The RFP further provided that the contractor would receive an electronic file on a routine basis (to be identified) and a listing of veterans with future clinical appointments that have no insurance identified. Other than detailing and emphasizing the necessity for contractors to protect sensitive data, the RFP did not identify or proscribe any particular methodology for the electronic identification of insurance carriers. Rather, it simply provided that the contractor would provide by the designated date of the month, all insurance identified for patient appointments for the previous month. RFP Sec. II, para. 4.

Several proposals, including one from the protester, were received by the amended closing date of May 23, 2005. Included in Digital's proposal was a copy of its protest filed with our Office on May 20.

Digital contends that the agency has made improper use of its proprietary material contained in its unsolicited proposal. Specifically, the protester maintains that the RFP copies from its unsolicited proposal the essential process of the electronic identification of all known insurance sources covering VA beneficiaries. Digital argues that the electronic polling of databases to identify insurance coverage is an element of its proprietary process.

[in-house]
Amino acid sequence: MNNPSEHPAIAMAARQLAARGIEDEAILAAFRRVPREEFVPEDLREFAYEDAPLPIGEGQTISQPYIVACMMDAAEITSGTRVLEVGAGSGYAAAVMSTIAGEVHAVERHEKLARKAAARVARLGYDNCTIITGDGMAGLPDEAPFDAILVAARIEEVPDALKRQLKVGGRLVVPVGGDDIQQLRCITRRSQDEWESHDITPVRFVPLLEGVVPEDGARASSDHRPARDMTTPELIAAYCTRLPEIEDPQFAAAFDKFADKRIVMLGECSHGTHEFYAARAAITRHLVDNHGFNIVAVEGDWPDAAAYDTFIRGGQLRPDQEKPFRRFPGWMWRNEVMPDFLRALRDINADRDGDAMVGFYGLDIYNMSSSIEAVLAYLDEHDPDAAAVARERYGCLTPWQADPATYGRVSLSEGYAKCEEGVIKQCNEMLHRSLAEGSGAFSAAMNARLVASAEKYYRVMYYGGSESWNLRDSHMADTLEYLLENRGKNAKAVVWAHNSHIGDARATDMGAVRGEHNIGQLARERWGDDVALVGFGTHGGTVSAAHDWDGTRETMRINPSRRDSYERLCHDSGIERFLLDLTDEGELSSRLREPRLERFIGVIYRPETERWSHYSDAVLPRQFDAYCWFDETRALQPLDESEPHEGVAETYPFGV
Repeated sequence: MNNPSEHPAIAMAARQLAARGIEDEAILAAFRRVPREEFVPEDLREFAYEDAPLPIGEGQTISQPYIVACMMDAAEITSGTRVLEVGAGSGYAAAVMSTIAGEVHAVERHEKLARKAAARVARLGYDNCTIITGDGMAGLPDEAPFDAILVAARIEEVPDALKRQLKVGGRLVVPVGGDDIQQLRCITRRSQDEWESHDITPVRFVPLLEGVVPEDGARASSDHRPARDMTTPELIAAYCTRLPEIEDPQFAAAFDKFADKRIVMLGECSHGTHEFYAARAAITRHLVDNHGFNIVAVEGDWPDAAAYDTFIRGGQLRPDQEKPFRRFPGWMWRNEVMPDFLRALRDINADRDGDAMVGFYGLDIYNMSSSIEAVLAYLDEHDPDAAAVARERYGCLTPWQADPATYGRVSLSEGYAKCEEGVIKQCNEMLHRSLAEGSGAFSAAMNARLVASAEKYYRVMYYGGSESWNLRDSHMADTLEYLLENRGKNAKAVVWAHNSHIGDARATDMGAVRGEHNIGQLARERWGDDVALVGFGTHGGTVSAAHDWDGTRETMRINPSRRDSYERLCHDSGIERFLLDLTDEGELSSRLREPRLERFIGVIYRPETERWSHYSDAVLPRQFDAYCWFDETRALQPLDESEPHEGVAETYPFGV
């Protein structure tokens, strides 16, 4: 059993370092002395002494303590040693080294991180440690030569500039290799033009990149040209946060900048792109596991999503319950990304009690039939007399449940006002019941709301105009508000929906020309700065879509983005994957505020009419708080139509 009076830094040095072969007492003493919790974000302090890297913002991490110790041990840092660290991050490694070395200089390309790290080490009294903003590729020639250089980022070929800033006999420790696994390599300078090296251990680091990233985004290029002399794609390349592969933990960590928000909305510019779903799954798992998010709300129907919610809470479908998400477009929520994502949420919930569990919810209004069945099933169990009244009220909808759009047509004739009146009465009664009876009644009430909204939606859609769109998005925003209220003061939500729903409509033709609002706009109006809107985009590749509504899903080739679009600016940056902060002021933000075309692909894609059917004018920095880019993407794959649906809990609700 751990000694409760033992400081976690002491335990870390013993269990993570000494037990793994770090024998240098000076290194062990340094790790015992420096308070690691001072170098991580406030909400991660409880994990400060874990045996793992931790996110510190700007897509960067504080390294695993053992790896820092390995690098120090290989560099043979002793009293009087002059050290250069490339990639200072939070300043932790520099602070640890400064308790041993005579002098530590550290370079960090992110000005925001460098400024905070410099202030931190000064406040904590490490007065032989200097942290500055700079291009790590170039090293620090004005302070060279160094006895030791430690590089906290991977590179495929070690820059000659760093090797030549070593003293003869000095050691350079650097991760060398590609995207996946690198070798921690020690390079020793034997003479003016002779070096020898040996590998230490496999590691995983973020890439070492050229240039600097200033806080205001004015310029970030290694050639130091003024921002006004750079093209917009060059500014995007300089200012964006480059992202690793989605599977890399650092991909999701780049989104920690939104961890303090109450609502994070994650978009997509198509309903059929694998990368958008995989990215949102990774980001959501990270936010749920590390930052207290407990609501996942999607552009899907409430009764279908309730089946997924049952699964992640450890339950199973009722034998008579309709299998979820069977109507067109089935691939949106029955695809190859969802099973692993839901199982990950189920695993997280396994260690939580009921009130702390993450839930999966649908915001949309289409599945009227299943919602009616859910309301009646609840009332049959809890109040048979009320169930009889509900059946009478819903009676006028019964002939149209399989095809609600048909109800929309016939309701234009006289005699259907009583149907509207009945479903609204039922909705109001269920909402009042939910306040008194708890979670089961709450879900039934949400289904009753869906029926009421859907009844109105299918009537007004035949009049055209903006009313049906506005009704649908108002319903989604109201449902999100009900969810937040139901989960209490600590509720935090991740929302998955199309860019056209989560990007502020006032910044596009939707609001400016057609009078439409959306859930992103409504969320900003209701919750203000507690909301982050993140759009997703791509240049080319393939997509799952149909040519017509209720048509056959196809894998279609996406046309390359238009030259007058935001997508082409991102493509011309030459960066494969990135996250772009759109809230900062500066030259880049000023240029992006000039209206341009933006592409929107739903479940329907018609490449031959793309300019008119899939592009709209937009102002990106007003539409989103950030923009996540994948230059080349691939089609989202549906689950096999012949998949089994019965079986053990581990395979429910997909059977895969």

In protests of this nature the burden is on the protester to demonstrate by clear and convincing evidence that its proprietary rights have been violated. EDN Corp., B-225746.2, July 10, 1987, 87-2 CPD para. 31 at 3. To prevail on a claim of violation of proprietary rights, the protester must show that (1) its material was marked proprietary or confidential or that it was disclosed to the government in confidence, and (2) the material involved significant time and expense in preparation and contained material or concepts that could not be independently obtained from publicly available literature or common knowledge. Porta Power Pak, Inc., B-196218, Apr. 29, 1980, 80-1 CPD para. 305 at 4. Commercial products, for instance, are not considered proprietary, NEFF Instrument Corp., B-216236, Dec. 11, 1984, 84-2 CPD para. 649 and neither are ideas or concepts which are obvious, and not innovative or unique. Chromalloy Div.—Oklahoma of Chromalloy Amer. Corp., B-187051, Apr. 15, 1977, 77-1 CPD para. 262. Moreover, the mere reformulation of a concept which is common knowledge cannot be proprietary unless the restatement represents a valuable contribution arising from the independent efforts of the claimant. Andrulis Research Corp., B-190571, Apr. 26 1978, 78-1 CPD para. 321 at 4. Finally, the value of proprietary information lies in its unique possession by the owner; once such information becomes public knowledge, its value and status as proprietary information is lost. Porta Power Pak, Inc., supra.